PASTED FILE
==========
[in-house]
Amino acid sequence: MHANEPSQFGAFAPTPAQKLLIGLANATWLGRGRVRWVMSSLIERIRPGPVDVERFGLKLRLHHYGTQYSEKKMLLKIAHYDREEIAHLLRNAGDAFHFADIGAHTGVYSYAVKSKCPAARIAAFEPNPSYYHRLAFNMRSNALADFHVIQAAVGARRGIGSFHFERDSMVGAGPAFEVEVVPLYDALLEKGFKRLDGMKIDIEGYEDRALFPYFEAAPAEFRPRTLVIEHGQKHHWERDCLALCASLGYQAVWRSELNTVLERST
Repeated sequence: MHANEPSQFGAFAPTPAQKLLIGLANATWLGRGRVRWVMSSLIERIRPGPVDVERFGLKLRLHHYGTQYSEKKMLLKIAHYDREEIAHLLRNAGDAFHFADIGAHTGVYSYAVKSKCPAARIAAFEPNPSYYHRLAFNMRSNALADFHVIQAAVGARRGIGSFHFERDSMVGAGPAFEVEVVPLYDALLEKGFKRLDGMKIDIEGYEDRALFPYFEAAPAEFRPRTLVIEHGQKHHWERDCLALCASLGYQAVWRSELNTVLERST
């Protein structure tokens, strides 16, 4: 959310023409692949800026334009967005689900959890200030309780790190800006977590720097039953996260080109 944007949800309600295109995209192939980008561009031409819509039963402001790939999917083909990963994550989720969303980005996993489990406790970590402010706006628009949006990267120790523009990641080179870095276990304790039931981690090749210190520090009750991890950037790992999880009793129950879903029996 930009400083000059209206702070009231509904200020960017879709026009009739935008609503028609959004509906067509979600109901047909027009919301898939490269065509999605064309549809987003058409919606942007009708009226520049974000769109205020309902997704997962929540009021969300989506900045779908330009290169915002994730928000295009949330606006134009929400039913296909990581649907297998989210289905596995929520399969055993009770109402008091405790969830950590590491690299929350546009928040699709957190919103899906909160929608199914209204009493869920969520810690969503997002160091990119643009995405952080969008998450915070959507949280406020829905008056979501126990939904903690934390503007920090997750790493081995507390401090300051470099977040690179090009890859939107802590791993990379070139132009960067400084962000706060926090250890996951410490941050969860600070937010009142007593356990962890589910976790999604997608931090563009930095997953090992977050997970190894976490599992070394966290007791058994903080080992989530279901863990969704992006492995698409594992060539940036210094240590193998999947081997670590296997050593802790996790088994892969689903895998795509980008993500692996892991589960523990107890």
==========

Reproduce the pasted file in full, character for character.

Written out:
[in-house]
Amino acid sequence: MHANEPSQFGAFAPTPAQKLLIGLANATWLGRGRVRWVMSSLIERIRPGPVDVERFGLKLRLHHYGTQYSEKKMLLKIAHYDREEIAHLLRNAGDAFHFADIGAHTGVYSYAVKSKCPAARIAAFEPNPSYYHRLAFNMRSNALADFHVIQAAVGARRGIGSFHFERDSMVGAGPAFEVEVVPLYDALLEKGFKRLDGMKIDIEGYEDRALFPYFEAAPAEFRPRTLVIEHGQKHHWERDCLALCASLGYQAVWRSELNTVLERST
Repeated sequence: MHANEPSQFGAFAPTPAQKLLIGLANATWLGRGRVRWVMSSLIERIRPGPVDVERFGLKLRLHHYGTQYSEKKMLLKIAHYDREEIAHLLRNAGDAFHFADIGAHTGVYSYAVKSKCPAARIAAFEPNPSYYHRLAFNMRSNALADFHVIQAAVGARRGIGSFHFERDSMVGAGPAFEVEVVPLYDALLEKGFKRLDGMKIDIEGYEDRALFPYFEAAPAEFRPRTLVIEHGQKHHWERDCLALCASLGYQAVWRSELNTVLERST
């Protein structure tokens, strides 16, 4: 959310023409692949800026334009967005689900959890200030309780790190800006977590720097039953996260080109 944007949800309600295109995209192939980008561009031409819509039963402001790939999917083909990963994550989720969303980005996993489990406790970590402010706006628009949006990267120790523009990641080179870095276990304790039931981690090749210190520090009750991890950037790992999880009793129950879903029996 930009400083000059209206702070009231509904200020960017879709026009009739935008609503028609959004509906067509979600109901047909027009919301898939490269065509999605064309549809987003058409919606942007009708009226520049974000769109205020309902997704997962929540009021969300989506900045779908330009290169915002994730928000295009949330606006134009929400039913296909990581649907297998989210289905596995929520399969055993009770109402008091405790969830950590590491690299929350546009928040699709957190919103899906909160929608199914209204009493869920969520810690969503997002160091990119643009995405952080969008998450915070959507949280406020829905008056979501126990939904903690934390503007920090997750790493081995507390401090300051470099977040690179090009890859939107802590791993990379070139132009960067400084962000706060926090250890996951410490941050969860600070937010009142007593356990962890589910976790999604997608931090563009930095997953090992977050997970190894976490599992070394966290007791058994903080080992989530279901863990969704992006492995698409594992060539940036210094240590193998999947081997670590296997050593802790996790088994892969689903895998795509980008993500692996892991589960523990107890």